“Some people will look at this and say, ‘We have to get those businesses up. They have to have a piece,” he said. “Some people look at the social equity fund and say, ‘That’s money that’s going to go back to help all kinds of people.”

Winfield said that crafting the legislation required some compromise, and he knew there would be critiques, that he “expected people to have criticisms.”

“I am not a person who stands there, and defends this as the best thing ever. I’m a person who says, we had a process. We tried to weigh everything,” he said. “From the perspective of some folks, we’re going to get it wrong.”

“I was listening to what people were saying and trying to figure out how do we craft a law that does as much as possible,” he said. 

Meanwhile hemp growers have been lobbying that. as existing marijuana growers, they could have been allowed to convert their facilities to fill gaps in the recreational cannabis market. A bill to that effect is currently being considered in the state legislature. 

“Someone said something along the lines of, ‘Well if we allow the hemp farmers to get a license, they’re jumping ahead of the line and it’s unfair,” said Kristin Souza, owner of CBD shop Sugar Leaf in Middletown. “I don’t look at it like that because right now, the problem is that we have supply issues and concerns with quality, and these folks should have been allowed in the first place because they’re craft growers.”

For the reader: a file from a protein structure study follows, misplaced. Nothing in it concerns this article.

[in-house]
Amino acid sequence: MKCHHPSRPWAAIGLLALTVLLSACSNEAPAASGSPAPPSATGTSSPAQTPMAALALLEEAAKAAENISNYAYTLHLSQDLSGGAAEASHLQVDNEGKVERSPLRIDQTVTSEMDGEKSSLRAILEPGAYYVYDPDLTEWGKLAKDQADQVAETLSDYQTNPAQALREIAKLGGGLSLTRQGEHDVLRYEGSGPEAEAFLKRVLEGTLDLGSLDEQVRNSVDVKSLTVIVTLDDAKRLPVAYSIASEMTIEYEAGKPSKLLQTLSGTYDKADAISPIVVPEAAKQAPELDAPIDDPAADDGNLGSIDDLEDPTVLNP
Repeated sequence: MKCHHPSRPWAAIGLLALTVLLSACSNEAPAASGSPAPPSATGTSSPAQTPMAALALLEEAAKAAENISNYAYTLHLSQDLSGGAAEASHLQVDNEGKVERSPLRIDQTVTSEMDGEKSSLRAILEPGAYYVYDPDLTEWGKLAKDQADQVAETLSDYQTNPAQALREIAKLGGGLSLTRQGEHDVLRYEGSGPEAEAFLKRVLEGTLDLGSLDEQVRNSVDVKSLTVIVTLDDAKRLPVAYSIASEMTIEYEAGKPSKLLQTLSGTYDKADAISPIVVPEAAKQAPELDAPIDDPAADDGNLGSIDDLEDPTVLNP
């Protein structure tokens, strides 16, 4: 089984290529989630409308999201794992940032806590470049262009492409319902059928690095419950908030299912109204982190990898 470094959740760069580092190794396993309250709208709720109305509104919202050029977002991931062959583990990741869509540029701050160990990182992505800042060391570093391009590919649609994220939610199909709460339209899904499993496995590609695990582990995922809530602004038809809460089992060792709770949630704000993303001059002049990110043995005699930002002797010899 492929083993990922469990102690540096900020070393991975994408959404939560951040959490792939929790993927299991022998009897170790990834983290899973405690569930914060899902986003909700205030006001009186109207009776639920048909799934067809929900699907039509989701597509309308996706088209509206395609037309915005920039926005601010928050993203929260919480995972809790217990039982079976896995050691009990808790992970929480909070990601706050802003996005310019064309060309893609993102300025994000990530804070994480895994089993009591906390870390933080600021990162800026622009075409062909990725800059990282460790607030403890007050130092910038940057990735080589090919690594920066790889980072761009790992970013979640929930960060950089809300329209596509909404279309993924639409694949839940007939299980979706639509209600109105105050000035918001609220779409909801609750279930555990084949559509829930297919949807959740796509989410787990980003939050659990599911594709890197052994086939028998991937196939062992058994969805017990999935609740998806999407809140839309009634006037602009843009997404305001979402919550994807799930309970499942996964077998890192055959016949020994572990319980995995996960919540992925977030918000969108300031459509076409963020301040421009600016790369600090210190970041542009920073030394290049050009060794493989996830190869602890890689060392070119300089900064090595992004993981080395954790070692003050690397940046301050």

Zachs of Fine Fettle said, comparing the rollout of recreational cannabis in Connecticut to that of other states is important. 

“It took Connecticut 18 months to go from signing the bill into law to adult use sales, and during that time, it did give companies an opportunity to get started and to start looking for real estate and to start preparing,” he said. “Do I think it’s perfect? No. It sounds crazy to say but we’re doing a much more rapid job of getting things moving, of giving out licenses, than most other states did.”

Ortiz argued that speed should not have been the primary concern.

“I’d rather us delay it for a year and have a better program for the next 100 than to rush into a terrible program faster and then have to deal with a terrible program for the next 100 years,” he said.